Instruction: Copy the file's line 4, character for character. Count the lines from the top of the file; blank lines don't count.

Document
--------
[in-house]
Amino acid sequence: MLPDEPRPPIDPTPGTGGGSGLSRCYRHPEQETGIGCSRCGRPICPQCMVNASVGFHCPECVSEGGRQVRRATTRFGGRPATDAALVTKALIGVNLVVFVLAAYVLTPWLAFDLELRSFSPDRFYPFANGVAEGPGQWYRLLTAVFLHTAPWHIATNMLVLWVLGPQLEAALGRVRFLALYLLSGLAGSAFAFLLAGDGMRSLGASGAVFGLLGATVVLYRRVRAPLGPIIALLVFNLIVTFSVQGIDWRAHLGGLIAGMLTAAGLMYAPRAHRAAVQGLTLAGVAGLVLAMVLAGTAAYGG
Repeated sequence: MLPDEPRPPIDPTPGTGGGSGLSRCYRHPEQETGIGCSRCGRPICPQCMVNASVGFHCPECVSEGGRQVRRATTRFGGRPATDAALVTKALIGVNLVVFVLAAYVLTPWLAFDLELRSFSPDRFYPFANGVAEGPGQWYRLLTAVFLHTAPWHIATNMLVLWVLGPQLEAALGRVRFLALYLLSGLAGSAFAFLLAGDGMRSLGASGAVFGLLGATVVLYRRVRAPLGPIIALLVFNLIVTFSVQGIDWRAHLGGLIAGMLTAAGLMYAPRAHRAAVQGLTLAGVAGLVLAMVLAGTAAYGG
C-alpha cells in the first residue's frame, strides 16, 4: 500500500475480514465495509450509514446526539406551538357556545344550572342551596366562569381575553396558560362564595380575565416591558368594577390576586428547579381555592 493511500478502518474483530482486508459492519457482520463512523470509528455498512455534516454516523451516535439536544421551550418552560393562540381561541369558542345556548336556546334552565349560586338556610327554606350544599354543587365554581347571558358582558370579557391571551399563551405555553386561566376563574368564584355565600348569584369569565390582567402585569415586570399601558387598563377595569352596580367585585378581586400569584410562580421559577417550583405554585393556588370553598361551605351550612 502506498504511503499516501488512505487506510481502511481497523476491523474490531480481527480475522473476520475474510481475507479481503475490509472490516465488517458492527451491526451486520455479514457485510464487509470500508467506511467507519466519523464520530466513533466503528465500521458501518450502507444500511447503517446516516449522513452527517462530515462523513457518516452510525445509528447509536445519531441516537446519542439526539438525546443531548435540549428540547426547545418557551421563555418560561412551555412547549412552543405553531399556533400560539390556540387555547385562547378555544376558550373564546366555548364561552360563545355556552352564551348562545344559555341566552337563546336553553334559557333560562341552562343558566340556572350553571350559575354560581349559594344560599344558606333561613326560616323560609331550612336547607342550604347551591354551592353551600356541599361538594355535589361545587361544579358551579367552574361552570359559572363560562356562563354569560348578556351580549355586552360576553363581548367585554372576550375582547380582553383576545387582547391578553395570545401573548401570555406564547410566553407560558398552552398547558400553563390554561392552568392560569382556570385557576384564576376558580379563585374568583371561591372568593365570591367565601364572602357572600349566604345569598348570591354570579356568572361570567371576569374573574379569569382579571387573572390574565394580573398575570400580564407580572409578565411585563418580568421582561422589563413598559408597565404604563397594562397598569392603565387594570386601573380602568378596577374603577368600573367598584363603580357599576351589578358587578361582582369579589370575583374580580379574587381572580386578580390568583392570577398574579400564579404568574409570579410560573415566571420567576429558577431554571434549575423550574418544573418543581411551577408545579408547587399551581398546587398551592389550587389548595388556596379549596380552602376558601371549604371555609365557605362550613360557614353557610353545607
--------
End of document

C-alpha cells in the first residue's frame, strides 16, 4: 500500500475480514465495509450509514446526539406551538357556545344550572342551596366562569381575553396558560362564595380575565416591558368594577390576586428547579381555592 493511500478502518474483530482486508459492519457482520463512523470509528455498512455534516454516523451516535439536544421551550418552560393562540381561541369558542345556548336556546334552565349560586338556610327554606350544599354543587365554581347571558358582558370579557391571551399563551405555553386561566376563574368564584355565600348569584369569565390582567402585569415586570399601558387598563377595569352596580367585585378581586400569584410562580421559577417550583405554585393556588370553598361551605351550612 502506498504511503499516501488512505487506510481502511481497523476491523474490531480481527480475522473476520475474510481475507479481503475490509472490516465488517458492527451491526451486520455479514457485510464487509470500508467506511467507519466519523464520530466513533466503528465500521458501518450502507444500511447503517446516516449522513452527517462530515462523513457518516452510525445509528447509536445519531441516537446519542439526539438525546443531548435540549428540547426547545418557551421563555418560561412551555412547549412552543405553531399556533400560539390556540387555547385562547378555544376558550373564546366555548364561552360563545355556552352564551348562545344559555341566552337563546336553553334559557333560562341552562343558566340556572350553571350559575354560581349559594344560599344558606333561613326560616323560609331550612336547607342550604347551591354551592353551600356541599361538594355535589361545587361544579358551579367552574361552570359559572363560562356562563354569560348578556351580549355586552360576553363581548367585554372576550375582547380582553383576545387582547391578553395570545401573548401570555406564547410566553407560558398552552398547558400553563390554561392552568392560569382556570385557576384564576376558580379563585374568583371561591372568593365570591367565601364572602357572600349566604345569598348570591354570579356568572361570567371576569374573574379569569382579571387573572390574565394580573398575570400580564407580572409578565411585563418580568421582561422589563413598559408597565404604563397594562397598569392603565387594570386601573380602568378596577374603577368600573367598584363603580357599576351589578358587578361582582369579589370575583374580580379574587381572580386578580390568583392570577398574579400564579404568574409570579410560573415566571420567576429558577431554571434549575423550574418544573418543581411551577408545579408547587399551581398546587398551592389550587389548595388556596379549596380552602376558601371549604371555609365557605362550613360557614353557610353545607